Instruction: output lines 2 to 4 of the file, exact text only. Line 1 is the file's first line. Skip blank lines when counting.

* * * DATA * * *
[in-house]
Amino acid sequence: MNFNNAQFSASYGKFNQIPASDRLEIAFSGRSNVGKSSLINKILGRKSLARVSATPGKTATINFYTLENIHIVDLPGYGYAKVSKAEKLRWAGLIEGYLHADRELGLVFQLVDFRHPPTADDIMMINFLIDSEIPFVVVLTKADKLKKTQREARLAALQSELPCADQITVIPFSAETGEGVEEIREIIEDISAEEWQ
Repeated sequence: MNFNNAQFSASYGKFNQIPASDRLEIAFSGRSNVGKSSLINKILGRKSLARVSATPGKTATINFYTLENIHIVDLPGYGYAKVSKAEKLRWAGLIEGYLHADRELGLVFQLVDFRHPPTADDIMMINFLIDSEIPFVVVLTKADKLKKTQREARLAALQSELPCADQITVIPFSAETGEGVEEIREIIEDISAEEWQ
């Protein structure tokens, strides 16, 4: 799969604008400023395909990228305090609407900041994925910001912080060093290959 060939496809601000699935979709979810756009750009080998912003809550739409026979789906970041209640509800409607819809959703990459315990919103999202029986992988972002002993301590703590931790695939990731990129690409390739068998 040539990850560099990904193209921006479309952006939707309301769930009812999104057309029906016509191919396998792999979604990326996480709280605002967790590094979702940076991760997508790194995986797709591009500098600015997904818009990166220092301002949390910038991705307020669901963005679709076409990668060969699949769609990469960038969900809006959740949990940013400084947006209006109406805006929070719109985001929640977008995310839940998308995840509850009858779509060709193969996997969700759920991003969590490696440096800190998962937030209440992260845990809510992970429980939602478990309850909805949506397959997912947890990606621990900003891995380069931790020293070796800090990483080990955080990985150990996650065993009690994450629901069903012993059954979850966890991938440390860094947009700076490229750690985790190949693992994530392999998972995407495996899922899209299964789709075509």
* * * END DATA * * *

Amino acid sequence: MNFNNAQFSASYGKFNQIPASDRLEIAFSGRSNVGKSSLINKILGRKSLARVSATPGKTATINFYTLENIHIVDLPGYGYAKVSKAEKLRWAGLIEGYLHADRELGLVFQLVDFRHPPTADDIMMINFLIDSEIPFVVVLTKADKLKKTQREARLAALQSELPCADQITVIPFSAETGEGVEEIREIIEDISAEEWQ
Repeated sequence: MNFNNAQFSASYGKFNQIPASDRLEIAFSGRSNVGKSSLINKILGRKSLARVSATPGKTATINFYTLENIHIVDLPGYGYAKVSKAEKLRWAGLIEGYLHADRELGLVFQLVDFRHPPTADDIMMINFLIDSEIPFVVVLTKADKLKKTQREARLAALQSELPCADQITVIPFSAETGEGVEEIREIIEDISAEEWQ
């Protein structure tokens, strides 16, 4: 799969604008400023395909990228305090609407900041994925910001912080060093290959 060939496809601000699935979709979810756009750009080998912003809550739409026979789906970041209640509800409607819809959703990459315990919103999202029986992988972002002993301590703590931790695939990731990129690409390739068998 040539990850560099990904193209921006479309952006939707309301769930009812999104057309029906016509191919396998792999979604990326996480709280605002967790590094979702940076991760997508790194995986797709591009500098600015997904818009990166220092301002949390910038991705307020669901963005679709076409990668060969699949769609990469960038969900809006959740949990940013400084947006209006109406805006929070719109985001929640977008995310839940998308995840509850009858779509060709193969996997969700759920991003969590490696440096800190998962937030209440992260845990809510992970429980939602478990309850909805949506397959997912947890990606621990900003891995380069931790020293070796800090990483080990955080990985150990996650065993009690994450629901069903012993059954979850966890991938440390860094947009700076490229750690985790190949693992994530392999998972995407495996899922899209299964789709075509």